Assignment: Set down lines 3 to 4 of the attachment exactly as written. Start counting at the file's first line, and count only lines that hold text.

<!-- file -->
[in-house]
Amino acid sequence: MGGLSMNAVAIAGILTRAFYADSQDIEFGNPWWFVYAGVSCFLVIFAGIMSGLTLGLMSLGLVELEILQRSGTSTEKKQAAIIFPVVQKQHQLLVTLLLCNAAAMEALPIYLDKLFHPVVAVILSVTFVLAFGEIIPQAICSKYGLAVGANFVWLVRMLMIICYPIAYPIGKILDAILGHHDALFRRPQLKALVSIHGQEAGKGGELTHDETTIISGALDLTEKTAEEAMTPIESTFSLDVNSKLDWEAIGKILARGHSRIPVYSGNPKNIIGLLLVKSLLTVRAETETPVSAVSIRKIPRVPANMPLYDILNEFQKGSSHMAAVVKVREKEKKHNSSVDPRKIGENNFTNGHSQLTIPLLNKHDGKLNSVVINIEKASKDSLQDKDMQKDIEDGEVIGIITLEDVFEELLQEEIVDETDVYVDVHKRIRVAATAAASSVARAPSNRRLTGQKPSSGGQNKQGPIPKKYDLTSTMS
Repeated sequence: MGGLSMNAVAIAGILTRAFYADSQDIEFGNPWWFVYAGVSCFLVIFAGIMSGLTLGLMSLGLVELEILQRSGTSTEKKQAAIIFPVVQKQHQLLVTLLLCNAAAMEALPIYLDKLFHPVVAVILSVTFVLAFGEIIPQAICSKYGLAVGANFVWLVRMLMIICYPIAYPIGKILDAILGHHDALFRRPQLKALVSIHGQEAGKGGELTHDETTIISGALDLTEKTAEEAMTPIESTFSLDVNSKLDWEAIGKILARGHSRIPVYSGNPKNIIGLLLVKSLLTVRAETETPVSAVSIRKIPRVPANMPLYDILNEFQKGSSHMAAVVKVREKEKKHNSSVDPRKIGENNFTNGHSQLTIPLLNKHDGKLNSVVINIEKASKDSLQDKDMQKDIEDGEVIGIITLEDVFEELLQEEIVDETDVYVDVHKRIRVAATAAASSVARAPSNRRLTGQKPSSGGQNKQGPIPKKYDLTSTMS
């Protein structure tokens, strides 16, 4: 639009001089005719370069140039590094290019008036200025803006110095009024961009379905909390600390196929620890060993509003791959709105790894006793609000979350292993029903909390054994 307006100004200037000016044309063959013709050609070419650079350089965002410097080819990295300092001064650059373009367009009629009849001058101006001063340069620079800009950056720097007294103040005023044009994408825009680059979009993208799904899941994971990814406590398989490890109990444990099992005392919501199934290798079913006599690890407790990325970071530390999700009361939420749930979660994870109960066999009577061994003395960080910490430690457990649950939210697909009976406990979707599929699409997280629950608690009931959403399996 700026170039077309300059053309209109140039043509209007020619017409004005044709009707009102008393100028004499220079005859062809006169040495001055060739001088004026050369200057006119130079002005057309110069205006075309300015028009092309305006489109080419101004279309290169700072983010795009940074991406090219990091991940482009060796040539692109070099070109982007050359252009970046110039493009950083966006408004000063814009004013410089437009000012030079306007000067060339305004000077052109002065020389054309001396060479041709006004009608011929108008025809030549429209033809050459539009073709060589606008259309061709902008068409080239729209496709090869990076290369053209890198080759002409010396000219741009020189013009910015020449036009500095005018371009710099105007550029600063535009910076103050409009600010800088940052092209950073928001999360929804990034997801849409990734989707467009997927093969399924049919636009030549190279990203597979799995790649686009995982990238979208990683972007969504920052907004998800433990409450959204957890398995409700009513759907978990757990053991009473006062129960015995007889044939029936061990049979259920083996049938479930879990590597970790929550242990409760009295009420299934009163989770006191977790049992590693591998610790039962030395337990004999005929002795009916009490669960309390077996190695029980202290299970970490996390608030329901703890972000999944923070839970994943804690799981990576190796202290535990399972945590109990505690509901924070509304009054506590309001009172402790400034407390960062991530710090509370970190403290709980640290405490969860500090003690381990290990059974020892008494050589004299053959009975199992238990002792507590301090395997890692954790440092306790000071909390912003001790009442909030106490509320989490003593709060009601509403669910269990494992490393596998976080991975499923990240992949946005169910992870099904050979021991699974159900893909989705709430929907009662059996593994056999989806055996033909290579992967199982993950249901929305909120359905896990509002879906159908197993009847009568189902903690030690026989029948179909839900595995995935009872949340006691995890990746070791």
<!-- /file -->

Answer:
Repeated sequence: MGGLSMNAVAIAGILTRAFYADSQDIEFGNPWWFVYAGVSCFLVIFAGIMSGLTLGLMSLGLVELEILQRSGTSTEKKQAAIIFPVVQKQHQLLVTLLLCNAAAMEALPIYLDKLFHPVVAVILSVTFVLAFGEIIPQAICSKYGLAVGANFVWLVRMLMIICYPIAYPIGKILDAILGHHDALFRRPQLKALVSIHGQEAGKGGELTHDETTIISGALDLTEKTAEEAMTPIESTFSLDVNSKLDWEAIGKILARGHSRIPVYSGNPKNIIGLLLVKSLLTVRAETETPVSAVSIRKIPRVPANMPLYDILNEFQKGSSHMAAVVKVREKEKKHNSSVDPRKIGENNFTNGHSQLTIPLLNKHDGKLNSVVINIEKASKDSLQDKDMQKDIEDGEVIGIITLEDVFEELLQEEIVDETDVYVDVHKRIRVAATAAASSVARAPSNRRLTGQKPSSGGQNKQGPIPKKYDLTSTMS
């Protein structure tokens, strides 16, 4: 639009001089005719370069140039590094290019008036200025803006110095009024961009379905909390600390196929620890060993509003791959709105790894006793609000979350292993029903909390054994 307006100004200037000016044309063959013709050609070419650079350089965002410097080819990295300092001064650059373009367009009629009849001058101006001063340069620079800009950056720097007294103040005023044009994408825009680059979009993208799904899941994971990814406590398989490890109990444990099992005392919501199934290798079913006599690890407790990325970071530390999700009361939420749930979660994870109960066999009577061994003395960080910490430690457990649950939210697909009976406990979707599929699409997280629950608690009931959403399996 700026170039077309300059053309209109140039043509209007020619017409004005044709009707009102008393100028004499220079005859062809006169040495001055060739001088004026050369200057006119130079002005057309110069205006075309300015028009092309305006489109080419101004279309290169700072983010795009940074991406090219990091991940482009060796040539692109070099070109982007050359252009970046110039493009950083966006408004000063814009004013410089437009000012030079306007000067060339305004000077052109002065020389054309001396060479041709006004009608011929108008025809030549429209033809050459539009073709060589606008259309061709902008068409080239729209496709090869990076290369053209890198080759002409010396000219741009020189013009910015020449036009500095005018371009710099105007550029600063535009910076103050409009600010800088940052092209950073928001999360929804990034997801849409990734989707467009997927093969399924049919636009030549190279990203597979799995790649686009995982990238979208990683972007969504920052907004998800433990409450959204957890398995409700009513759907978990757990053991009473006062129960015995007889044939029936061990049979259920083996049938479930879990590597970790929550242990409760009295009420299934009163989770006191977790049992590693591998610790039962030395337990004999005929002795009916009490669960309390077996190695029980202290299970970490996390608030329901703890972000999944923070839970994943804690799981990576190796202290535990399972945590109990505690509901924070509304009054506590309001009172402790400034407390960062991530710090509370970190403290709980640290405490969860500090003690381990290990059974020892008494050589004299053959009975199992238990002792507590301090395997890692954790440092306790000071909390912003001790009442909030106490509320989490003593709060009601509403669910269990494992490393596998976080991975499923990240992949946005169910992870099904050979021991699974159900893909989705709430929907009662059996593994056999989806055996033909290579992967199982993950249901929305909120359905896990509002879906159908197993009847009568189902903690030690026989029948179909839900595995995935009872949340006691995890990746070791």